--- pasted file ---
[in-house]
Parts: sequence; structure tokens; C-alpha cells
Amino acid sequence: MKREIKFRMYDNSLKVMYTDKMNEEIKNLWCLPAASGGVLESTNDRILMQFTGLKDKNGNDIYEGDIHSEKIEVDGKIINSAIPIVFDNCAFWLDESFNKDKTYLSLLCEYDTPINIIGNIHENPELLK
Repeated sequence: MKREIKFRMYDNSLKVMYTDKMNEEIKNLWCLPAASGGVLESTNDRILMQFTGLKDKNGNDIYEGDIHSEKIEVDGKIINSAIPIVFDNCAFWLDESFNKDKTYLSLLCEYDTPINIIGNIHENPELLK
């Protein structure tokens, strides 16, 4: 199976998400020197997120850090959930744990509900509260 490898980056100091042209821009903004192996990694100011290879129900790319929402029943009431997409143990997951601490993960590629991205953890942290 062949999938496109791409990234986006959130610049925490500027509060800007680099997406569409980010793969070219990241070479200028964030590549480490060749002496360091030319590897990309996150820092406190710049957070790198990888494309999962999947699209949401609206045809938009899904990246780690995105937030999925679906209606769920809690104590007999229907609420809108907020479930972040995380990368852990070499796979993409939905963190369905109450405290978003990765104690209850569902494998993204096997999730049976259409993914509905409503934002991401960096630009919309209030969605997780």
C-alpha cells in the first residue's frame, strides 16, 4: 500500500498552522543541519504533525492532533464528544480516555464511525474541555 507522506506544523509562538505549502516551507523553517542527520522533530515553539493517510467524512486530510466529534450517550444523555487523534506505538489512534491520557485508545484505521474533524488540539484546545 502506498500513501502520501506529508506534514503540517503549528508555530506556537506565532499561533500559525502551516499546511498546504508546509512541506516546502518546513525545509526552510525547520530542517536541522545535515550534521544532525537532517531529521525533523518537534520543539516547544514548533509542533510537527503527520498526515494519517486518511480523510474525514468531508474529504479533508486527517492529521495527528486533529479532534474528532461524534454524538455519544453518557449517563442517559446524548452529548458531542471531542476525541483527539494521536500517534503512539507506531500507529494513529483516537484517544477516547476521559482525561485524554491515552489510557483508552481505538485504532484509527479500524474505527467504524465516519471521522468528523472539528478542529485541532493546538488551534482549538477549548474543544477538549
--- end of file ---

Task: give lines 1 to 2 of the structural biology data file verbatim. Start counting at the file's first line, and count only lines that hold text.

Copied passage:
[in-house]
Parts: sequence; structure tokens; C-alpha cells